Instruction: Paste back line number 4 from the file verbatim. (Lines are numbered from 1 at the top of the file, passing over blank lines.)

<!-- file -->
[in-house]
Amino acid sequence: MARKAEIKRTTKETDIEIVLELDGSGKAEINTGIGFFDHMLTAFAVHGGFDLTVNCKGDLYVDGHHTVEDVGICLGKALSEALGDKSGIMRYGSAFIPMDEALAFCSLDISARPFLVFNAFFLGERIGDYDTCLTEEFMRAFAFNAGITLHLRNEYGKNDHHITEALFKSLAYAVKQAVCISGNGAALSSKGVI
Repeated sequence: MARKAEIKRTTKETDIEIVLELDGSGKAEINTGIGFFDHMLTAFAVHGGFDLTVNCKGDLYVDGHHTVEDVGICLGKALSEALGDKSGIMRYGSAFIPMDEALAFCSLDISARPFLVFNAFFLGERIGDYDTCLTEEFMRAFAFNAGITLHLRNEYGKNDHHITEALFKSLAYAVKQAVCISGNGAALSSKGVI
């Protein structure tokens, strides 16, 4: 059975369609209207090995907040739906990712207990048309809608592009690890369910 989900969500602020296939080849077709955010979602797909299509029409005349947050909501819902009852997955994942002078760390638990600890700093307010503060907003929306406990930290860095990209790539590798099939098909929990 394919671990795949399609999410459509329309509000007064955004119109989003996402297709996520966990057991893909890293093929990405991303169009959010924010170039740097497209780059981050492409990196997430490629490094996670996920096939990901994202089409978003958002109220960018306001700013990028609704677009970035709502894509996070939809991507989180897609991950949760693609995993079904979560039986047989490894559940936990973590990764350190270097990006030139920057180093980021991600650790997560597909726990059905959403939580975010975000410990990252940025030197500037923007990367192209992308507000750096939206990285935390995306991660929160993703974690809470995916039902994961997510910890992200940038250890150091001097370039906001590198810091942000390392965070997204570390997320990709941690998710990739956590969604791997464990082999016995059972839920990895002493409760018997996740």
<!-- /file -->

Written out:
């Protein structure tokens, strides 16, 4: 059975369609209207090995907040739906990712207990048309809608592009690890369910 989900969500602020296939080849077709955010979602797909299509029409005349947050909501819902009852997955994942002078760390638990600890700093307010503060907003929306406990930290860095990209790539590798099939098909929990 394919671990795949399609999410459509329309509000007064955004119109989003996402297709996520966990057991893909890293093929990405991303169009959010924010170039740097497209780059981050492409990196997430490629490094996670996920096939990901994202089409978003958002109220960018306001700013990028609704677009970035709502894509996070939809991507989180897609991950949760693609995993079904979560039986047989490894559940936990973590990764350190270097990006030139920057180093980021991600650790997560597909726990059905959403939580975010975000410990990252940025030197500037923007990367192209992308507000750096939206990285935390995306991660929160993703974690809470995916039902994961997510910890992200940038250890150091001097370039906001590198810091942000390392965070997204570390997320990709941690998710990739956590969604791997464990082999016995059972839920990895002493409760018997996740």